Figure 1

Illustration of the biomorphic-based system used for water desalination.

Figure 1

Illustration of the biomorphic-based system used for water desalination.

The desalting process of the NaCl solutions was performed using gravity as the driving force for the passage of the solution through the biomorphic electrodes. The main reason to use a flow-through pattern was to make use of the natural orientation of the vessels of rattan, with the main objective being taking advantage of the porous, channeled microarchitecture of the natural biotemplate. For the desalination tests, the voltages were set to 0.8 or 1.2 V, delivered through a DC power supply (iCEl, PS-4100).

A digital conductivimeter (CON-500 - Ion) was used to determine the initial and final NaCl concentrations. It is noteworthy that at each stage of the tests, the initial and final conductivities of the solutions were monitored. In addition, the solution was always homogenized, before and after the passage through the electrodes, to avoid salt precipitation. The pH of all solutions before and after desalting remained between 8.5 and 9.

Electrosorption is a process like adsorption, i.e. it is a surface phenomenon. However, the main difference is in the application of an electric potential to form the double layer of electrons. The kinetics of electrosorption were obtained from the combinations of the concentrations of 5 g·L−1 and 10 g·L−1 with the voltages of 0.8 V and 1.2 V. The concentration of the ions contained in the electrodes, the volume of solution treated, and the amount of ions removed during electrosorption kinetics can be obtained by Equations (1)–(3), respectively (Porada et al. 2013a). 
formula
(1)
 
formula
(2)
 
formula
(3)
where qeq (g·g−1) is the concentration of ions in the electrodes at equilibrium, Q (L·min−1) is the volumetric flow rate of the saline solution, C0 is the initial concentration and me (g) is the sum of the masses of the two electrodes. Furthermore, C(t) (mg·L−1) is the final concentration of the solution at a given time after passing through the system, VT (L) is the volume of solution treated, and trup (min) is the time leading to an exit concentration of 5% of feed concentration. Also, qrem (g) is the amount of ions removed during electrosorption kinetics and tsat (min) is the saturation time (Porada et al. 2013a).

The skeleton density was measured by He-pycnometry (Quantachrome, MVP 4DC, USA). The open porosity was estimated through the relationship between the skeleton and geometrical densities. The morphology and microstructure of the rattan-derived carbon samples were evaluated by scanning electron microscopy (SEM, Jeol JSM-6390LV) combined with energy dispersive X-ray spectroscopy (EDS) for elemental analysis. Electrical conductivity of the biomorphic carbons was measured using the four-probe method by using a high precision SMU (Agilent B2912A).

RESULTS AND DISCUSSION

Figure 2 shows SEM micrographs of the pyrolysed rattan before (Figures 2(a) and 2(b)) and after (Figures 2(c) and 2(d)) desalination.

Figure 2

Characterization of the biomorphic material – SEM and EDS, (a) top view – longitudinal section of the pyrolysed sample, (b) side view – cross section of the pyrolysed sample, (c) top view – longitudinal section of the pyrolysed sample and after desalination process, (d) lateral view – cross section of the pyrolysed sample and after desalination process.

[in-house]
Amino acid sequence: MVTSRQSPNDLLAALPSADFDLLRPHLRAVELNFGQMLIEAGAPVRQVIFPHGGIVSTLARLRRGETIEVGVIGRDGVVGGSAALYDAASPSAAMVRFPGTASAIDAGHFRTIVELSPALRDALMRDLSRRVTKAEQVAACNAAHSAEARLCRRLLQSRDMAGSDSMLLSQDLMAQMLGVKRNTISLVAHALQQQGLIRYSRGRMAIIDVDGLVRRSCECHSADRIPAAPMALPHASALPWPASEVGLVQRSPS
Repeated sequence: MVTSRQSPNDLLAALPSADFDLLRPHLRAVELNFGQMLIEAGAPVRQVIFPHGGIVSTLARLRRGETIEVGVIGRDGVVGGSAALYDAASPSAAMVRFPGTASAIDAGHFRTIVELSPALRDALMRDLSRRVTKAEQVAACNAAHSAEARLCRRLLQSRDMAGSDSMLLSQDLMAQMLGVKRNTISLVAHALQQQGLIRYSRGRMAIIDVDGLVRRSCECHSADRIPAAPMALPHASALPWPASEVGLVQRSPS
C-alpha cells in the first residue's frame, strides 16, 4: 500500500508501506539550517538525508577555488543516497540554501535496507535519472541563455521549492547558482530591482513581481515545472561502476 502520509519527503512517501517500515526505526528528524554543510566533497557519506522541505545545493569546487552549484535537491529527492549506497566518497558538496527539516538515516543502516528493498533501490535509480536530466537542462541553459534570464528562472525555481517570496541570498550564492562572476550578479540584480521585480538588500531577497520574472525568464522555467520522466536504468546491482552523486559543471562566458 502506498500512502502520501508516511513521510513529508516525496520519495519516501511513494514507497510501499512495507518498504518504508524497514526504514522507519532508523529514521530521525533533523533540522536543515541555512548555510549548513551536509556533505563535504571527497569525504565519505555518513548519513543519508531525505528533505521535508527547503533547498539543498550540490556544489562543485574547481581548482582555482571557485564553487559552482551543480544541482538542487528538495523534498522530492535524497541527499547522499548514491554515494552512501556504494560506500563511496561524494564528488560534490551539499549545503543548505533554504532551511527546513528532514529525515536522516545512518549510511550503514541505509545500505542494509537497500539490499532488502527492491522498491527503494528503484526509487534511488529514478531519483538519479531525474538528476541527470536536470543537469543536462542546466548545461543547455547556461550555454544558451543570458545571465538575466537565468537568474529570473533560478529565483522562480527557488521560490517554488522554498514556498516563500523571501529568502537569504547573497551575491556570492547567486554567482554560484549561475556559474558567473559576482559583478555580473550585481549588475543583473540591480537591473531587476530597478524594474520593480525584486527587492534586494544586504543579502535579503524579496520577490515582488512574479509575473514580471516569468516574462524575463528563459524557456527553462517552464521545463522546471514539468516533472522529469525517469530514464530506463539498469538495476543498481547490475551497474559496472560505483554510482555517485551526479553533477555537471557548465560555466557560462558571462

Figure 2

Characterization of the biomorphic material – SEM and EDS, (a) top view – longitudinal section of the pyrolysed sample, (b) side view – cross section of the pyrolysed sample, (c) top view – longitudinal section of the pyrolysed sample and after desalination process, (d) lateral view – cross section of the pyrolysed sample and after desalination process.

The inserts are EDS spectra of a large region of the respective SEM image. All microarchitectural features of the original rattan template were well conserved after pyrolysis. Figure 2(a) displays the characteristic cell structure of rattan. In contrast to wood, rattan is a tropical climbing palm that exhibits no seasonal rings (Uhl & Dransfield 1987). In Figure 2(b), the porous wall of a large vessel (200–330 μm) from the metaxylem, as well as the middle-sized cells (around 90 μm) from the phloem, can be seen. It can also be observed that the channels do not exhibit large tortuosities, allowing the saline solution to flow without impediments along the channel.

Biesheuvel et al. (2011) carried out a study establishing an extended theory for capacitive deionization. In their studies, they used not only the double layers contained in the pores of the electrode but also the interparticular spaces of the pores. They argue that the porosity of the interparticles become available for salt storage, thus increasing the total storage capacity of the porous electrode. According to Porada et al. (2013b), salt electrosorption capacity and the total pore volume are not directly related. However, a theoretical prediction of salt electrosorption capacity can be made through analysis of the pore volume correlated with incremental pore size ranges, where pores with different sizes exhibit a different salt removal capacity.

It should be noted that the features revealed by SEM analysis are extremely important for the performance of the electrodes in this technique. The EDS insert in Figure 2(a) shows the presence of potassium and oxygen elements in the sample, which is due to the large amount originally present in the sample before processing. The presence of the chemical elements sodium, chlorine, potassium, and calcium were verified in all samples after desalination.

The porosity of the biomorphic electrode was 62.9 ± 0.02%, with a pore volume equal to 2.04 ± 0.05 cm3. Therefore, the biomorphic carbon exhibits adequate porosity for use as an electrode in electrosorption technology. Moreover, the electrical resistivity of the biomorphic carbon electrodes is 0.5 ± 0.1 Ω·m, which is relatively low (for an electrical conducting material), an important characteristic when it comes to electrosorption. Rattan-derived carbon is analogous to pyrolyzed pinewood and other ligninocellulosic species that exhibit a strong dependence of electrical conductivity (up to four orders of magnitude) with pyrolysis temperature in the range of 500 °C to 700 °C. However, for higher temperatures, the conductivity tends to be constant (up to 1,000 °C it varies only one order of magnitude). Values of electrical conductivity may range between 10−5 and 10−3 S/cm (Liu et al. 2012).